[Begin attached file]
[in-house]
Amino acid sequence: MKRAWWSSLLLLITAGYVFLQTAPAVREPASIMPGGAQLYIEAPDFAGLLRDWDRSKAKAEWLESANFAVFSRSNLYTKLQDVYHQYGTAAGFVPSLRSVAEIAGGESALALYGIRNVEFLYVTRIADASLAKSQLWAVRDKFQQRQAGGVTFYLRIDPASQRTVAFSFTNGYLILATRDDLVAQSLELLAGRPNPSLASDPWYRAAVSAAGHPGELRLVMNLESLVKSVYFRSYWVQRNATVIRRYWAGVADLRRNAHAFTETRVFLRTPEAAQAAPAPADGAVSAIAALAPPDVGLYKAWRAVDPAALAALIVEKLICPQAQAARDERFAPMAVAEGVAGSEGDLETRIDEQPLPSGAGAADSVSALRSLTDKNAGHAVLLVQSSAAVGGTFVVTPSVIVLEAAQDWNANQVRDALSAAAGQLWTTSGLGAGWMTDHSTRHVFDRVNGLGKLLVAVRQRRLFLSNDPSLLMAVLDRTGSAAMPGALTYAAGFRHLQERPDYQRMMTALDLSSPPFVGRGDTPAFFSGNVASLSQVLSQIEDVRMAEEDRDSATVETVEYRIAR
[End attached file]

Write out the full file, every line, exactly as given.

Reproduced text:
[in-house]
Amino acid sequence: MKRAWWSSLLLLITAGYVFLQTAPAVREPASIMPGGAQLYIEAPDFAGLLRDWDRSKAKAEWLESANFAVFSRSNLYTKLQDVYHQYGTAAGFVPSLRSVAEIAGGESALALYGIRNVEFLYVTRIADASLAKSQLWAVRDKFQQRQAGGVTFYLRIDPASQRTVAFSFTNGYLILATRDDLVAQSLELLAGRPNPSLASDPWYRAAVSAAGHPGELRLVMNLESLVKSVYFRSYWVQRNATVIRRYWAGVADLRRNAHAFTETRVFLRTPEAAQAAPAPADGAVSAIAALAPPDVGLYKAWRAVDPAALAALIVEKLICPQAQAARDERFAPMAVAEGVAGSEGDLETRIDEQPLPSGAGAADSVSALRSLTDKNAGHAVLLVQSSAAVGGTFVVTPSVIVLEAAQDWNANQVRDALSAAAGQLWTTSGLGAGWMTDHSTRHVFDRVNGLGKLLVAVRQRRLFLSNDPSLLMAVLDRTGSAAMPGALTYAAGFRHLQERPDYQRMMTALDLSSPPFVGRGDTPAFFSGNVASLSQVLSQIEDVRMAEEDRDSATVETVEYRIAR